Boss of subcontractor on Hong Kong’s Sha Tin-Central rail link refutes ‘insulting’ suggestion that workers would be told to cut corners
- Pun Wai-shan, proprietor of Fang Sheung Construction, tells scandal inquiry nobody will issue instructions to cut steel bars under false pretences
- Strongly denies his firm was involved in cutting corners on Sha Tin-Central rail link
One of the firms at the centre of a construction scandal involving the city’s most expensive rail project has strongly dismissed the possibility of bosses from any company issuing orders to cut corners, saying to do so would be an “insult” to the industry in Hong Kong.
The denial on Tuesday by Pun Wai-shan, proprietor of subcontractor Fang Sheung Construction, came as he gave evidence for the first time at the commission of inquiry into shoddy work on the HK$97.1 billion (US$12.3 billion) Sha Tin-Central link.
Fang Sheung was hired by main contractor Leighton Contractors (Asia) to install steel reinforcement bars, or rebars, at Hung Hom station. The firm derived about 85 per cent of its turnover from bar-fixing work for Leighton over the past five years.
Leighton is also embroiled in the allegations that steel bars were cut short to fake proper installation into couplers on the station platform, and that supporting diaphragm walls were changed without authorisation.
Pun said his firm’s responsibility was only to install the threaded bars into the couplers both on the diaphragm walls and platform.
He added if the couplers were found damaged during concrete blasting – a procedure to clear concrete from inside and around the couplers – his foreman Joe Cheung would ask Leighton to fix the problems before installation of rebars into couplers continued.
He said the remedial work, including replacement of couplers, would usually be done on the day.
Pun, emphasising that it was his foreman who was in charge of work, said Cheung had never spoken of Leighton bosses asking his workers to cut threaded rebars to fake installation.
Neither had Pun seen such acts despite his frequent visits to the site.
“I can tell you definitely no. Nobody would issue orders to cut the thread of rebars. This is illegal,” he said.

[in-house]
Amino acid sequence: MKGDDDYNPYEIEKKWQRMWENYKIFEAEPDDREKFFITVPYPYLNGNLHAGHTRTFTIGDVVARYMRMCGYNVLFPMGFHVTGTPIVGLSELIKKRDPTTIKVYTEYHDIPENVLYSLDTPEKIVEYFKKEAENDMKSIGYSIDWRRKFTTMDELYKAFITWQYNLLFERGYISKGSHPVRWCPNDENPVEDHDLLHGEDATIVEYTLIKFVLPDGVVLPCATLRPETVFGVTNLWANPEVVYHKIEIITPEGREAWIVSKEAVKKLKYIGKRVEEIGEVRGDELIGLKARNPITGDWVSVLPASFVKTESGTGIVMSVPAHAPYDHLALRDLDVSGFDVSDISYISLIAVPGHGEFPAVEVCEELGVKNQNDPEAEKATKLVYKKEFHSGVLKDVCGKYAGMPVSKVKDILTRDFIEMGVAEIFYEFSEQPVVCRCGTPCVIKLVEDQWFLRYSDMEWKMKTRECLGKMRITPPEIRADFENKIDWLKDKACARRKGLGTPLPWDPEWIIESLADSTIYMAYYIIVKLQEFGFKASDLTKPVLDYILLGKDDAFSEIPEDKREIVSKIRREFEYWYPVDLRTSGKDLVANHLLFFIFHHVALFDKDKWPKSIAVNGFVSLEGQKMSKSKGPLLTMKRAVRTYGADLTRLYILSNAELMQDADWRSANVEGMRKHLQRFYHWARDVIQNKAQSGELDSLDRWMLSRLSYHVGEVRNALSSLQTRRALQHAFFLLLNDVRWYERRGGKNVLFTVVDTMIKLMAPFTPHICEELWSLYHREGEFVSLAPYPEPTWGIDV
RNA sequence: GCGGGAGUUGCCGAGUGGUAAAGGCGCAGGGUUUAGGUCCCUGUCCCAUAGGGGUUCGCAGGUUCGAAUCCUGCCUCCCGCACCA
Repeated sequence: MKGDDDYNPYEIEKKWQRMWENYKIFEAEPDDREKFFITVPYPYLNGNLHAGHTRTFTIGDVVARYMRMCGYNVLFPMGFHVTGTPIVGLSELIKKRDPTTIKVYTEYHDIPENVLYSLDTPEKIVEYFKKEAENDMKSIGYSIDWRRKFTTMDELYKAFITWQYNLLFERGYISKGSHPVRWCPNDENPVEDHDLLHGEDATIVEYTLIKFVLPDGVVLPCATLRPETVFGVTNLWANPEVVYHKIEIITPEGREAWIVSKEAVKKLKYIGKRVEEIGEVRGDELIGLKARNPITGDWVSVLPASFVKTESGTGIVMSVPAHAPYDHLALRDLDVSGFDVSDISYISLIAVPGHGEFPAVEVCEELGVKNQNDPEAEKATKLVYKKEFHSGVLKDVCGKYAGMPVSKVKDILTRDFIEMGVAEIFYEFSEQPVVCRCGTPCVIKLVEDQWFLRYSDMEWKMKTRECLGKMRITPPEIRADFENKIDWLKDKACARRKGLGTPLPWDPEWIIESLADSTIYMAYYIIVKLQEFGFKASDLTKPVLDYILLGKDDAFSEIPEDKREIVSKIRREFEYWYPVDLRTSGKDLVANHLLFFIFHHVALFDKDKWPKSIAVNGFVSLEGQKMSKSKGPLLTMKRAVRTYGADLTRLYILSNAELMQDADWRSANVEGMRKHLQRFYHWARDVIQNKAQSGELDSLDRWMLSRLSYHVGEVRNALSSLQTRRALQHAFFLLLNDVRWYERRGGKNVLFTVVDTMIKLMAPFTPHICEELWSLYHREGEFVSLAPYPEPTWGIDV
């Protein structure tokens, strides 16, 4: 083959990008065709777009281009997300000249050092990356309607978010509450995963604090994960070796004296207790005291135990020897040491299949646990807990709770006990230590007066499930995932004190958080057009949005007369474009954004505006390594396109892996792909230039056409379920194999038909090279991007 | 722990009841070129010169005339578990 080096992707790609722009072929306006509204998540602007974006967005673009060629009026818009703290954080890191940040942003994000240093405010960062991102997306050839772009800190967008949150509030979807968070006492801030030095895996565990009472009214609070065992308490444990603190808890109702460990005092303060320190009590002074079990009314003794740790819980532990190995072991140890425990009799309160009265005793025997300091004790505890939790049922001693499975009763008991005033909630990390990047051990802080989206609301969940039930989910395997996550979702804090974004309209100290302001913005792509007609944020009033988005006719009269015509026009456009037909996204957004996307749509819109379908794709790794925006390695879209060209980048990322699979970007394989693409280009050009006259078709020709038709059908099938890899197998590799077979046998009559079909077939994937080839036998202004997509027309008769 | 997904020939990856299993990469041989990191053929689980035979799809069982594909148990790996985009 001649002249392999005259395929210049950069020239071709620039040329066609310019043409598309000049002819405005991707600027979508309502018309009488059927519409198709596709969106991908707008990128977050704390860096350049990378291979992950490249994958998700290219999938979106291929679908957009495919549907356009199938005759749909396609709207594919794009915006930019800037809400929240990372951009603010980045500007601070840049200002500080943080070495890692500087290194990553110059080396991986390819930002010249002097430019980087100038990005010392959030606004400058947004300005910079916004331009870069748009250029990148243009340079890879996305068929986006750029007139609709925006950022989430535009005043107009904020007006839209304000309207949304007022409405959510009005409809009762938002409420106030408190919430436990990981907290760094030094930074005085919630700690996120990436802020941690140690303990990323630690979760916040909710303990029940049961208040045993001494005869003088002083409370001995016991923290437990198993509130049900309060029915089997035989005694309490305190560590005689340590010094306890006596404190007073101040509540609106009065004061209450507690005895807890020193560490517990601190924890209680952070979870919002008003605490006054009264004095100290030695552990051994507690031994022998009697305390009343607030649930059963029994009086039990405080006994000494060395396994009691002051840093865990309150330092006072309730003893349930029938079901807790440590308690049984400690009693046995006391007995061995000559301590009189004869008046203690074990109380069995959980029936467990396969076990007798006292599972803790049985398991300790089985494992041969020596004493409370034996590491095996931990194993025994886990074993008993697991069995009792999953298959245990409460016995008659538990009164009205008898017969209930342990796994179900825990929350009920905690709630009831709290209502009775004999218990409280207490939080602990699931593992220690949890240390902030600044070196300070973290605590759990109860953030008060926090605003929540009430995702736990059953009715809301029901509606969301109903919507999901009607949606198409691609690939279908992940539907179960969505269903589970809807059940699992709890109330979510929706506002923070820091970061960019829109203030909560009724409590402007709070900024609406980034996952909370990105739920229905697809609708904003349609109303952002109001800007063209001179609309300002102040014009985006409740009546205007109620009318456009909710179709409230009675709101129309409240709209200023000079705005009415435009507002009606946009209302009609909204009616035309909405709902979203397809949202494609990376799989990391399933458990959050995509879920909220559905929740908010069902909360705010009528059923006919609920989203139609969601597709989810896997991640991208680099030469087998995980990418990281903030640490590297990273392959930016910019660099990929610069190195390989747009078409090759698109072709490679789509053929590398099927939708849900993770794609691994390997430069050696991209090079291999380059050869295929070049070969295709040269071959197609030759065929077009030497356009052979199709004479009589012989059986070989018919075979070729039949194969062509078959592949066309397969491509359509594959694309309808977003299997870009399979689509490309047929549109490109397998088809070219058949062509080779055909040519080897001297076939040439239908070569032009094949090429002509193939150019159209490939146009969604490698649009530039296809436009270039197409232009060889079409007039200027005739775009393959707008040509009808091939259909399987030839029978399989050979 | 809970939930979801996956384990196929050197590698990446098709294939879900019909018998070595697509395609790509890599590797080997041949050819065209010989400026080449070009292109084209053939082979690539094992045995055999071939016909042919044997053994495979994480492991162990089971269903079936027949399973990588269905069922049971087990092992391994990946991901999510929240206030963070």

“Nobody in Hong Kong’s construction industry would issue instructions to cut rebars under false pretences. This would be an insult to the industry in Hong Kong.
“I think most of the construction bosses and workers won’t cut corners or conduct fraudulent work simply out of convenience or their personal interest.
“The majority of them won’t instruct workers to do that.”
However, his firm received a non-conformance report from rail operator MTR Corporation in December 2015 in regard to three to five occasions on which rebars were not fixed into couplers and some threads had been cut.
Pun said when he became aware of the warning, immediate remedial work had already been done on site.
“I also reminded my foreman to warn our workers that this bar cutting would never happen again … We warned that if any workers were found cutting the rebars again they would be sacked immediately,” he said.
He believed the report arose out of “shoddy or negligent workmanship” rather than through dishonest acts.
On being presented with photos seemingly showing workers using a machine to cut rebars, Pun denied they were hired by his firm. He said his workers’ clothes were usually dirty and they never wore long-sleeved uniforms like those in the photos.
Since Fang Sheung was the only firm responsible for bar-fixing on site, inquiry chairman Michael Hartmann, a former non-permanent judge on Hong Kong’s top court, asked Pun whose workers they were if not his.
“I can’t tell whose worker it is … I don’t understand it either,” he replied.
The hearing continues.